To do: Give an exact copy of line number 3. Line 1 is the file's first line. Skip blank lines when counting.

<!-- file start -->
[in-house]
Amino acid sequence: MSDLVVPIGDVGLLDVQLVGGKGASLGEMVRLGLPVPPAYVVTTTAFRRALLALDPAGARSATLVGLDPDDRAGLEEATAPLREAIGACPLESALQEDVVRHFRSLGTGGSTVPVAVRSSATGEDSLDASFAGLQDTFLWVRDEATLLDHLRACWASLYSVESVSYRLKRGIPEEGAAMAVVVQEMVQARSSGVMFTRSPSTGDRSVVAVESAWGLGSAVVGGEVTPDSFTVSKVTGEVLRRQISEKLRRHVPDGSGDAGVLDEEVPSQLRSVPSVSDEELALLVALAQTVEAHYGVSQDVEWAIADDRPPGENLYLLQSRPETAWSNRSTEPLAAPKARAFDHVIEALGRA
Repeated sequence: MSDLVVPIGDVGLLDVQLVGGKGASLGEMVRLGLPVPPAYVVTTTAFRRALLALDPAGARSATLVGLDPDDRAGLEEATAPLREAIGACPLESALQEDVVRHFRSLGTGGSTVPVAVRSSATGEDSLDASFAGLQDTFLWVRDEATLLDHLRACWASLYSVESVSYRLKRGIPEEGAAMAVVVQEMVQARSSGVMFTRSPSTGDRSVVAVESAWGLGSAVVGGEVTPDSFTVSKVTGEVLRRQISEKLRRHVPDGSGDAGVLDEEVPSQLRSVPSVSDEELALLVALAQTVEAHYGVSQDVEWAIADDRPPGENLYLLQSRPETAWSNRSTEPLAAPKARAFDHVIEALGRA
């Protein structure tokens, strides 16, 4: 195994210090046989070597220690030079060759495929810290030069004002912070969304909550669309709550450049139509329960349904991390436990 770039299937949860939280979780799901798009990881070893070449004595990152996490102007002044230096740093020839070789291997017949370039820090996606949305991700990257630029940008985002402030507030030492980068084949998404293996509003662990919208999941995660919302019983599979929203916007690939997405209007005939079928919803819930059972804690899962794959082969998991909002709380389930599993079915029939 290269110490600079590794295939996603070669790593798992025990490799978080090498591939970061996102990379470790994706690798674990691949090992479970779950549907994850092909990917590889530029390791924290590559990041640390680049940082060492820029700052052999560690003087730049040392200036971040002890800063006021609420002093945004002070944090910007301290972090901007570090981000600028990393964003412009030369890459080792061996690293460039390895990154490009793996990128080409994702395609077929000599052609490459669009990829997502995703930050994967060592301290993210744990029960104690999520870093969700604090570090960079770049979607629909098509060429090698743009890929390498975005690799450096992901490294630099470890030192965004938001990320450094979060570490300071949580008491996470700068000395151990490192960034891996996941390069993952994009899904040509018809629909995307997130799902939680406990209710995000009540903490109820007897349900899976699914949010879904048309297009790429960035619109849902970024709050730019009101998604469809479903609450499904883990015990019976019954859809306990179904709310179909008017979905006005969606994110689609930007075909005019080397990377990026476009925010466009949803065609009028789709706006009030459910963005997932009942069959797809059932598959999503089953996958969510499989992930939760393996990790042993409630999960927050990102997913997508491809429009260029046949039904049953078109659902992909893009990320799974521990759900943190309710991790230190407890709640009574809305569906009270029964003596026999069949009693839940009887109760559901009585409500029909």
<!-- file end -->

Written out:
Repeated sequence: MSDLVVPIGDVGLLDVQLVGGKGASLGEMVRLGLPVPPAYVVTTTAFRRALLALDPAGARSATLVGLDPDDRAGLEEATAPLREAIGACPLESALQEDVVRHFRSLGTGGSTVPVAVRSSATGEDSLDASFAGLQDTFLWVRDEATLLDHLRACWASLYSVESVSYRLKRGIPEEGAAMAVVVQEMVQARSSGVMFTRSPSTGDRSVVAVESAWGLGSAVVGGEVTPDSFTVSKVTGEVLRRQISEKLRRHVPDGSGDAGVLDEEVPSQLRSVPSVSDEELALLVALAQTVEAHYGVSQDVEWAIADDRPPGENLYLLQSRPETAWSNRSTEPLAAPKARAFDHVIEALGRA